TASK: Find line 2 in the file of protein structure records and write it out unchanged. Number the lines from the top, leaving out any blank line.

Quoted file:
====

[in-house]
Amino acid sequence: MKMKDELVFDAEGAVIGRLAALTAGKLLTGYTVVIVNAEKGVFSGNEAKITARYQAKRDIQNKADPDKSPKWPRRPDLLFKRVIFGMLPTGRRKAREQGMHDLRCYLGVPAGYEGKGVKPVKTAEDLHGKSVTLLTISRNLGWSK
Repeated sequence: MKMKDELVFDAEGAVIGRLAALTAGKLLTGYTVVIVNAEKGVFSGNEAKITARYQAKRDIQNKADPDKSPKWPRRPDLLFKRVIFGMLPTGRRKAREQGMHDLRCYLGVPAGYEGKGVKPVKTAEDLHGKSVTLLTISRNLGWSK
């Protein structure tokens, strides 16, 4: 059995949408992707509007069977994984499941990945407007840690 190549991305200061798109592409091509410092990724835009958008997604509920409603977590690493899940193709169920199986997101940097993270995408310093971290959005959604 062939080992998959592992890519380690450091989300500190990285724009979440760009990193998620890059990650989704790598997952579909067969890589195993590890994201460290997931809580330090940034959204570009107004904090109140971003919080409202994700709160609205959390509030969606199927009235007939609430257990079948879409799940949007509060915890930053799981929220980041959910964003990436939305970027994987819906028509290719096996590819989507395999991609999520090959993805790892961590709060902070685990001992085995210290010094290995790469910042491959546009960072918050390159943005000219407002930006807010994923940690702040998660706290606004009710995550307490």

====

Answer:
Amino acid sequence: MKMKDELVFDAEGAVIGRLAALTAGKLLTGYTVVIVNAEKGVFSGNEAKITARYQAKRDIQNKADPDKSPKWPRRPDLLFKRVIFGMLPTGRRKAREQGMHDLRCYLGVPAGYEGKGVKPVKTAEDLHGKSVTLLTISRNLGWSK